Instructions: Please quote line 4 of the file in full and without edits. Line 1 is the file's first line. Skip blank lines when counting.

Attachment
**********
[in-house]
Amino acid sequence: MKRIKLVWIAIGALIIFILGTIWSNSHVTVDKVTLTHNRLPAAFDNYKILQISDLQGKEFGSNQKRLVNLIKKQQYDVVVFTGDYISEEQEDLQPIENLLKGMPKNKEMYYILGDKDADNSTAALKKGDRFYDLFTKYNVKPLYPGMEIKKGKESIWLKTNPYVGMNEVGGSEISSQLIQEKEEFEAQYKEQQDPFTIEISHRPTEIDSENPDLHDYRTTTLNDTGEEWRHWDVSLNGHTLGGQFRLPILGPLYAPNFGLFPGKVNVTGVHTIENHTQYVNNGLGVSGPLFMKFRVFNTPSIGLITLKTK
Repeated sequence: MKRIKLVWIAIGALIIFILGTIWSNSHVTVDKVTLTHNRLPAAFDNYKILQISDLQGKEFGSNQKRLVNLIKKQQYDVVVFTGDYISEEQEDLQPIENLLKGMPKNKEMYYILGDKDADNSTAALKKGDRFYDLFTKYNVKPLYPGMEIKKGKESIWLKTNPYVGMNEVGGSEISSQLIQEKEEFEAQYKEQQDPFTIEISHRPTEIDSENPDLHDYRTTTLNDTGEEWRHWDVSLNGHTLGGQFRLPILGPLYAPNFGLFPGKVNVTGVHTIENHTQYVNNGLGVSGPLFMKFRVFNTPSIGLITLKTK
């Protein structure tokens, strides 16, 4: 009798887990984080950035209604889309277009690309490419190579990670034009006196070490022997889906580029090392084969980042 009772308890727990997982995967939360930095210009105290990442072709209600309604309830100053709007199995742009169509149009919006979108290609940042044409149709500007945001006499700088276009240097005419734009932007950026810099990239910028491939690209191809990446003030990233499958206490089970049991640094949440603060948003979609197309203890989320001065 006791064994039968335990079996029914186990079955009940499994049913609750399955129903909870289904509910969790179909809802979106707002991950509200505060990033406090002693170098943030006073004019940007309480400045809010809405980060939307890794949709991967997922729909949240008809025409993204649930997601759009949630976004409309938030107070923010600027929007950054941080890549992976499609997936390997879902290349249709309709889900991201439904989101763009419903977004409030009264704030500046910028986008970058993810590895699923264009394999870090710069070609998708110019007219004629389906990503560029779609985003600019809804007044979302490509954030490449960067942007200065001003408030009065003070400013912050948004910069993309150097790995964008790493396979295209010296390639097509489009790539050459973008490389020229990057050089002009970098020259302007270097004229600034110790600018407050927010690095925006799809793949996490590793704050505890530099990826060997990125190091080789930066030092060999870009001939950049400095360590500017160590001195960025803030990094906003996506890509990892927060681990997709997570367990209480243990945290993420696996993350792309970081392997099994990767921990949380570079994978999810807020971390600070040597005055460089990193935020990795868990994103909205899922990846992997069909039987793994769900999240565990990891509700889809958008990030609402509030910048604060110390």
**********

């Protein structure tokens, strides 16, 4: 009798887990984080950035209604889309277009690309490419190579990670034009006196070490022997889906580029090392084969980042 009772308890727990997982995967939360930095210009105290990442072709209600309604309830100053709007199995742009169509149009919006979108290609940042044409149709500007945001006499700088276009240097005419734009932007950026810099990239910028491939690209191809990446003030990233499958206490089970049991640094949440603060948003979609197309203890989320001065 006791064994039968335990079996029914186990079955009940499994049913609750399955129903909870289904509910969790179909809802979106707002991950509200505060990033406090002693170098943030006073004019940007309480400045809010809405980060939307890794949709991967997922729909949240008809025409993204649930997601759009949630976004409309938030107070923010600027929007950054941080890549992976499609997936390997879902290349249709309709889900991201439904989101763009419903977004409030009264704030500046910028986008970058993810590895699923264009394999870090710069070609998708110019007219004629389906990503560029779609985003600019809804007044979302490509954030490449960067942007200065001003408030009065003070400013912050948004910069993309150097790995964008790493396979295209010296390639097509489009790539050459973008490389020229990057050089002009970098020259302007270097004229600034110790600018407050927010690095925006799809793949996490590793704050505890530099990826060997990125190091080789930066030092060999870009001939950049400095360590500017160590001195960025803030990094906003996506890509990892927060681990997709997570367990209480243990945290993420696996993350792309970081392997099994990767921990949380570079994978999810807020971390600070040597005055460089990193935020990795868990994103909205899922990846992997069909039987793994769900999240565990990891509700889809958008990030609402509030910048604060110390």